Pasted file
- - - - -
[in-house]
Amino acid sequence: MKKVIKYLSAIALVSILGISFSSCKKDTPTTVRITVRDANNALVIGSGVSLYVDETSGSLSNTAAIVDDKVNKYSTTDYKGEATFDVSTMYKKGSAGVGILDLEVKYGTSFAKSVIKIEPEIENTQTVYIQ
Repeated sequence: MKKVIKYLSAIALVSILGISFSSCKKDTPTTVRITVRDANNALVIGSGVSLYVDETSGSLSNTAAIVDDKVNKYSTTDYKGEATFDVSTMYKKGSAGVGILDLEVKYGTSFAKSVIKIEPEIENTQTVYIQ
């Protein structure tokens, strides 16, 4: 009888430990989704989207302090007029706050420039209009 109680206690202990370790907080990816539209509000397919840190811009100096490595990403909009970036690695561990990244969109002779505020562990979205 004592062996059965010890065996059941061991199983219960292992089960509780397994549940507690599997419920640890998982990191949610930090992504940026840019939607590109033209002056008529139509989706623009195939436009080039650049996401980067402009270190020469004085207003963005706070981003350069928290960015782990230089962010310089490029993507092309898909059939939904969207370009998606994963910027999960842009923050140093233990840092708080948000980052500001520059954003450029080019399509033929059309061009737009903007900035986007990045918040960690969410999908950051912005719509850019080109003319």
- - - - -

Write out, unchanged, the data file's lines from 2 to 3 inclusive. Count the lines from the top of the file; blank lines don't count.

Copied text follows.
Amino acid sequence: MKKVIKYLSAIALVSILGISFSSCKKDTPTTVRITVRDANNALVIGSGVSLYVDETSGSLSNTAAIVDDKVNKYSTTDYKGEATFDVSTMYKKGSAGVGILDLEVKYGTSFAKSVIKIEPEIENTQTVYIQ
Repeated sequence: MKKVIKYLSAIALVSILGISFSSCKKDTPTTVRITVRDANNALVIGSGVSLYVDETSGSLSNTAAIVDDKVNKYSTTDYKGEATFDVSTMYKKGSAGVGILDLEVKYGTSFAKSVIKIEPEIENTQTVYIQ